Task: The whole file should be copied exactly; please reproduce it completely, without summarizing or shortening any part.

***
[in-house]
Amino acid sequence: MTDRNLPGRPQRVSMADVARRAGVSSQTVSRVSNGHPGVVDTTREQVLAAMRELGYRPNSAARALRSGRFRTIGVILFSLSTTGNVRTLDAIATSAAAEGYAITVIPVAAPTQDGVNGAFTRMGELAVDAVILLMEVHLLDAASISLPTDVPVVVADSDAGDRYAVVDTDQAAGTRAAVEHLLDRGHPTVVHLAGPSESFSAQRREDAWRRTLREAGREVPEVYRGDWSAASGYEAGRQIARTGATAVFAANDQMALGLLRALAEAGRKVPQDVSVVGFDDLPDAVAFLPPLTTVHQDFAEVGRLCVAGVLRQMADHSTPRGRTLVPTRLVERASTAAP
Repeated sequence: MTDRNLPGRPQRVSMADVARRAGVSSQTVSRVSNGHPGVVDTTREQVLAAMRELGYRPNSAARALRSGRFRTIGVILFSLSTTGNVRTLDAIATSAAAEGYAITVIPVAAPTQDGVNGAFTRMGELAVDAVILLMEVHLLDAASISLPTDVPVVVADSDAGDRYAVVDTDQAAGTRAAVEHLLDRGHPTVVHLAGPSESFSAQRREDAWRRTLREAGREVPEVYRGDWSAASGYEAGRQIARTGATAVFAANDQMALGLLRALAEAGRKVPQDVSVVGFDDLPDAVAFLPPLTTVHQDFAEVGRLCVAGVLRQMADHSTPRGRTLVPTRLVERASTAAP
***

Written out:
[in-house]
Amino acid sequence: MTDRNLPGRPQRVSMADVARRAGVSSQTVSRVSNGHPGVVDTTREQVLAAMRELGYRPNSAARALRSGRFRTIGVILFSLSTTGNVRTLDAIATSAAAEGYAITVIPVAAPTQDGVNGAFTRMGELAVDAVILLMEVHLLDAASISLPTDVPVVVADSDAGDRYAVVDTDQAAGTRAAVEHLLDRGHPTVVHLAGPSESFSAQRREDAWRRTLREAGREVPEVYRGDWSAASGYEAGRQIARTGATAVFAANDQMALGLLRALAEAGRKVPQDVSVVGFDDLPDAVAFLPPLTTVHQDFAEVGRLCVAGVLRQMADHSTPRGRTLVPTRLVERASTAAP
Repeated sequence: MTDRNLPGRPQRVSMADVARRAGVSSQTVSRVSNGHPGVVDTTREQVLAAMRELGYRPNSAARALRSGRFRTIGVILFSLSTTGNVRTLDAIATSAAAEGYAITVIPVAAPTQDGVNGAFTRMGELAVDAVILLMEVHLLDAASISLPTDVPVVVADSDAGDRYAVVDTDQAAGTRAAVEHLLDRGHPTVVHLAGPSESFSAQRREDAWRRTLREAGREVPEVYRGDWSAASGYEAGRQIARTGATAVFAANDQMALGLLRALAEAGRKVPQDVSVVGFDDLPDAVAFLPPLTTVHQDFAEVGRLCVAGVLRQMADHSTPRGRTLVPTRLVERASTAAP